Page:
Monday, September 18, 2006

Reactors Not Exactly Panacea

Reactors Prone to Long Closings, Study Finds - New York Times:
The heart of the problem, Mr. Lochbaum said, is that the Nuclear Regulatory Commission is not good at assessing the ability of a reactor staff to keep the plant in good physical condition and maintain training and other requirements. As a result, he said, plants operate until serious problems accumulate and force a shutdown.

“This is the wrong way to do business, from a safety standpoint and an economic standpoint,” he said in a telephone interview.

Mr. Fertell, of the industry trade group, agreed.

The only reactor currently in an extended shutdown is the Tennessee Valley Authority’s Browns Ferry Unit 1, in Alabama. It last ran in 1985. The shutdown of more than a year that ended most recently was at Davis-Besse, near Toledo, Ohio, where workers found that an acid used in the plant, boron, had corroded a 70-pound chunk of steel in the reactor’s vessel head, leaving only a half-inch stainless steel liner.

Early in the era of commercial nuclear power, analysts theorized that shutdowns were what was known in the industry as “teething problems” and that with experience, reactors would run more smoothly. But most of the shutdowns came after the reactors were 10 years old. The Davis-Besse plant was more than 23 years old when it was closed in 2002. It was closed for more than two years. Besides the hole in the reactor head, engineers later found that crucial pumps that used water for lubrication were prone to break down because of debris in the water. Discovery of decades-old design problems is common during lengthy shutdowns.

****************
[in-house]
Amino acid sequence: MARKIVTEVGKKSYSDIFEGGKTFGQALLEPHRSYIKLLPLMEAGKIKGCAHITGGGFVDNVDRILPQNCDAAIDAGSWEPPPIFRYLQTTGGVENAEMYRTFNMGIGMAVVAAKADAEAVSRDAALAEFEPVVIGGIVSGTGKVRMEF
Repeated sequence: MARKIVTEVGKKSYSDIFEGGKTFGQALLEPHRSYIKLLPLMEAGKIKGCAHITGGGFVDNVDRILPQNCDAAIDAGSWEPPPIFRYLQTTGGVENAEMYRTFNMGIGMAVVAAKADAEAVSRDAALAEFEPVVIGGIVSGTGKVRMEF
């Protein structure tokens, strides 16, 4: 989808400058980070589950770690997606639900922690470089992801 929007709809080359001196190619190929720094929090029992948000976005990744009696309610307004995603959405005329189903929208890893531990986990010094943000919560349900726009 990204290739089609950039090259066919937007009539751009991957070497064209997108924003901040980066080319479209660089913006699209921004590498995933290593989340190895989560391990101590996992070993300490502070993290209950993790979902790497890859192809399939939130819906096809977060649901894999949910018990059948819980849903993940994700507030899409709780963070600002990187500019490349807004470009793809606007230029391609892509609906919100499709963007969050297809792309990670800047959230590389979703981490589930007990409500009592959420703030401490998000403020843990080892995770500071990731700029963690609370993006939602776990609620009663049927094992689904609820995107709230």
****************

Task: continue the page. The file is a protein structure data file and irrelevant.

It comes down to priorities, and this "govoration" doesn't have them in the proper order to achieve the efficiency and effectiveness we need. Down with the plutocracy!

1 comment:

James Aach said...

The UCS report is interesting, and there is also the argument that government oversite tends to mean layers and layers of government requirements, many (but not all) of which are paper-oriented vs. "let's go look for holes" oriented. (The law of diminishing returns, perhaps.) This hasn't changed in the 20 + years I've been in the business. If you'd like a perspective on the nuclear industry from an insider in an easily-digestible format (a novel) see my blog at It won't answer your concerns, but it's a perspective you don't hear very often.


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